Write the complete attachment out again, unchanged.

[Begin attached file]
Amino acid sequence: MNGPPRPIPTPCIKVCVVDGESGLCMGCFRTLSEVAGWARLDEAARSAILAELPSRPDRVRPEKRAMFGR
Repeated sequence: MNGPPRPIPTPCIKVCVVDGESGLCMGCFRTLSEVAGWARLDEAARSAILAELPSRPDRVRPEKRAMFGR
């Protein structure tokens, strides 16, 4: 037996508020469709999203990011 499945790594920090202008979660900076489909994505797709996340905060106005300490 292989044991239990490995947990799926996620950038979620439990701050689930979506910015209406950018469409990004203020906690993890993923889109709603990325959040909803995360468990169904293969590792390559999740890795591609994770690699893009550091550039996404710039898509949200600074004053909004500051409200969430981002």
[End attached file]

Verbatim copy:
Amino acid sequence: MNGPPRPIPTPCIKVCVVDGESGLCMGCFRTLSEVAGWARLDEAARSAILAELPSRPDRVRPEKRAMFGR
Repeated sequence: MNGPPRPIPTPCIKVCVVDGESGLCMGCFRTLSEVAGWARLDEAARSAILAELPSRPDRVRPEKRAMFGR
């Protein structure tokens, strides 16, 4: 037996508020469709999203990011 499945790594920090202008979660900076489909994505797709996340905060106005300490 292989044991239990490995947990799926996620950038979620439990701050689930979506910015209406950018469409990004203020906690993890993923889109709603990325959040909803995360468990169904293969590792390559999740890795591609994770690699893009550091550039996404710039898509949200600074004053909004500051409200969430981002």